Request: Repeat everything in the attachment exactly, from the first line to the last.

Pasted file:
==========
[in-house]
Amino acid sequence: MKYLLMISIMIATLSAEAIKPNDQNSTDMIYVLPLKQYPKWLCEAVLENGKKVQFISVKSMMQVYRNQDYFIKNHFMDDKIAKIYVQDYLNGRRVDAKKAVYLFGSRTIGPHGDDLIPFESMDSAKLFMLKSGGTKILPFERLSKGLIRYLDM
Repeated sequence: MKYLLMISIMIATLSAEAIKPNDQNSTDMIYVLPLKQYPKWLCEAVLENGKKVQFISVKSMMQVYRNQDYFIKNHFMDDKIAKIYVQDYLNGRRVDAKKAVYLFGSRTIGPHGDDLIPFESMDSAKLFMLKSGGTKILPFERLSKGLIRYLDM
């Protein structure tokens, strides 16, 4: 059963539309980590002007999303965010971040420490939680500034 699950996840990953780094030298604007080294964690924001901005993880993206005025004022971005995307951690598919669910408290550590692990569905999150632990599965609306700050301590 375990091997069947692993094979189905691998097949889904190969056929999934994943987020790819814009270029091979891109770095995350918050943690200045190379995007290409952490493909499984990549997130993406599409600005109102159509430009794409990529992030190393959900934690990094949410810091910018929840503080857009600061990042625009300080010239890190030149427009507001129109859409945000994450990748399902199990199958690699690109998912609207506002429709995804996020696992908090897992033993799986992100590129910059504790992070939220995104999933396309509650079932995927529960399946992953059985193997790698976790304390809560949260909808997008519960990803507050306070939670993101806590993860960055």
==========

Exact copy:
[in-house]
Amino acid sequence: MKYLLMISIMIATLSAEAIKPNDQNSTDMIYVLPLKQYPKWLCEAVLENGKKVQFISVKSMMQVYRNQDYFIKNHFMDDKIAKIYVQDYLNGRRVDAKKAVYLFGSRTIGPHGDDLIPFESMDSAKLFMLKSGGTKILPFERLSKGLIRYLDM
Repeated sequence: MKYLLMISIMIATLSAEAIKPNDQNSTDMIYVLPLKQYPKWLCEAVLENGKKVQFISVKSMMQVYRNQDYFIKNHFMDDKIAKIYVQDYLNGRRVDAKKAVYLFGSRTIGPHGDDLIPFESMDSAKLFMLKSGGTKILPFERLSKGLIRYLDM
């Protein structure tokens, strides 16, 4: 059963539309980590002007999303965010971040420490939680500034 699950996840990953780094030298604007080294964690924001901005993880993206005025004022971005995307951690598919669910408290550590692990569905999150632990599965609306700050301590 375990091997069947692993094979189905691998097949889904190969056929999934994943987020790819814009270029091979891109770095995350918050943690200045190379995007290409952490493909499984990549997130993406599409600005109102159509430009794409990529992030190393959900934690990094949410810091910018929840503080857009600061990042625009300080010239890190030149427009507001129109859409945000994450990748399902199990199958690699690109998912609207506002429709995804996020696992908090897992033993799986992100590129910059504790992070939220995104999933396309509650079932995927529960399946992953059985193997790698976790304390809560949260909808997008519960990803507050306070939670993101806590993860960055």